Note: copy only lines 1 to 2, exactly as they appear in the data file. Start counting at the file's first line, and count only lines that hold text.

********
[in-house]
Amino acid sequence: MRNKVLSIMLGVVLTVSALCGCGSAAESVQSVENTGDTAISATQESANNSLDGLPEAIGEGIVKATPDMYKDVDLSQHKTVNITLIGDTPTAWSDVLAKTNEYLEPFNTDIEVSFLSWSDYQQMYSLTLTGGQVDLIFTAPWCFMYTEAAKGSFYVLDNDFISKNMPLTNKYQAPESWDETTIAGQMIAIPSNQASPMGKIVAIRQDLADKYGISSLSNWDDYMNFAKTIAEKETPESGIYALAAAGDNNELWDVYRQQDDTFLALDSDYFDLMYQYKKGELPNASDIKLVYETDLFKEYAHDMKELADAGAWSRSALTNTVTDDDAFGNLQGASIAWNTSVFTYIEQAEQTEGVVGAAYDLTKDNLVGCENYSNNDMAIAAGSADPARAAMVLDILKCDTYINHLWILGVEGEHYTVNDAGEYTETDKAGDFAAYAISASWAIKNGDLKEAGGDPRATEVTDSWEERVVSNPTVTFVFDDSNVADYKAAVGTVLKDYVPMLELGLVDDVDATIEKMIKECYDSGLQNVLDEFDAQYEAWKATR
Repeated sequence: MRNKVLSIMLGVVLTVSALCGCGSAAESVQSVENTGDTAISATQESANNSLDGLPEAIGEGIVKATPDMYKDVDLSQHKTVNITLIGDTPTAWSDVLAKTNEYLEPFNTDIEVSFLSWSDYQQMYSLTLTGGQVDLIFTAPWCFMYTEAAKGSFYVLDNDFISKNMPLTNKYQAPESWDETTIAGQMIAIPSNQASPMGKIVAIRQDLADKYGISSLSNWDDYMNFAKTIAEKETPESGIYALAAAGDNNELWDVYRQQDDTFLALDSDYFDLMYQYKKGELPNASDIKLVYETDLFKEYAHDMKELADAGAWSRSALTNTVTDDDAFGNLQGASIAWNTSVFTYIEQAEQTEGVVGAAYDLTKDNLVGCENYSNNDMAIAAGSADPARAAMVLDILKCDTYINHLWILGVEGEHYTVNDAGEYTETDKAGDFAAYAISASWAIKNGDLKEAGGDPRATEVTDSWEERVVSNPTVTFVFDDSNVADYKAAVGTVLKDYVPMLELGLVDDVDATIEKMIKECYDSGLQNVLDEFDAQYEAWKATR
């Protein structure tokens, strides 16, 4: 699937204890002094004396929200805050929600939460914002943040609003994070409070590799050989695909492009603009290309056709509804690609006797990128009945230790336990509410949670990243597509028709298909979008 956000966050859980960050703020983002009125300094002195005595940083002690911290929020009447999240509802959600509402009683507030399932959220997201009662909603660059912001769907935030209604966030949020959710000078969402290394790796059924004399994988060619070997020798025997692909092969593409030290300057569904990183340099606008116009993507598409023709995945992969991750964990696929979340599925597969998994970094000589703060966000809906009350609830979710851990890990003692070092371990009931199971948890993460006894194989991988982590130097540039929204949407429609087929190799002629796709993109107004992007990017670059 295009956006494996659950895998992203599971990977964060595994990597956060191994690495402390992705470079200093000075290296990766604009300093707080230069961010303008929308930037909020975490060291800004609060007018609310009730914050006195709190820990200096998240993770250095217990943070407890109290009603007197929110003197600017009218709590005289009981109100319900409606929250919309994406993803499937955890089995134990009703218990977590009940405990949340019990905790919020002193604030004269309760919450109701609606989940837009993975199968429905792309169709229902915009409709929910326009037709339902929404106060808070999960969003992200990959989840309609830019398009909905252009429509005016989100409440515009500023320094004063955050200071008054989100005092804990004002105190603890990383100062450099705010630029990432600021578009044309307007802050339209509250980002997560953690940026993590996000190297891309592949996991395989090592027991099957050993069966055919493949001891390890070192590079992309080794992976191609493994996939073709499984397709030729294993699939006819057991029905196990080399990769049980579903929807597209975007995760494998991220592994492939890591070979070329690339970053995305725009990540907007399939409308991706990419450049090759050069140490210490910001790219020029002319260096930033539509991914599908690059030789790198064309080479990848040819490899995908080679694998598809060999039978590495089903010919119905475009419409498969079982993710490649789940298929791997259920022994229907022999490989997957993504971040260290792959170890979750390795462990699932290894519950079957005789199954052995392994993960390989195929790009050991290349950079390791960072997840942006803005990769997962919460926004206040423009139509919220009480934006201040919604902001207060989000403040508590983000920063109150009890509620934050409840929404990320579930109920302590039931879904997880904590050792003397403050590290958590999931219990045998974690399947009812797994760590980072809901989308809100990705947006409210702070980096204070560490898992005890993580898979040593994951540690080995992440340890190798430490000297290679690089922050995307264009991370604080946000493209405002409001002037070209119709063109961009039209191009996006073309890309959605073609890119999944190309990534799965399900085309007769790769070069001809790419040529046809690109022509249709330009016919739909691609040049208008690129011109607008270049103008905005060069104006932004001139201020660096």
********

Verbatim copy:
[in-house]
Amino acid sequence: MRNKVLSIMLGVVLTVSALCGCGSAAESVQSVENTGDTAISATQESANNSLDGLPEAIGEGIVKATPDMYKDVDLSQHKTVNITLIGDTPTAWSDVLAKTNEYLEPFNTDIEVSFLSWSDYQQMYSLTLTGGQVDLIFTAPWCFMYTEAAKGSFYVLDNDFISKNMPLTNKYQAPESWDETTIAGQMIAIPSNQASPMGKIVAIRQDLADKYGISSLSNWDDYMNFAKTIAEKETPESGIYALAAAGDNNELWDVYRQQDDTFLALDSDYFDLMYQYKKGELPNASDIKLVYETDLFKEYAHDMKELADAGAWSRSALTNTVTDDDAFGNLQGASIAWNTSVFTYIEQAEQTEGVVGAAYDLTKDNLVGCENYSNNDMAIAAGSADPARAAMVLDILKCDTYINHLWILGVEGEHYTVNDAGEYTETDKAGDFAAYAISASWAIKNGDLKEAGGDPRATEVTDSWEERVVSNPTVTFVFDDSNVADYKAAVGTVLKDYVPMLELGLVDDVDATIEKMIKECYDSGLQNVLDEFDAQYEAWKATR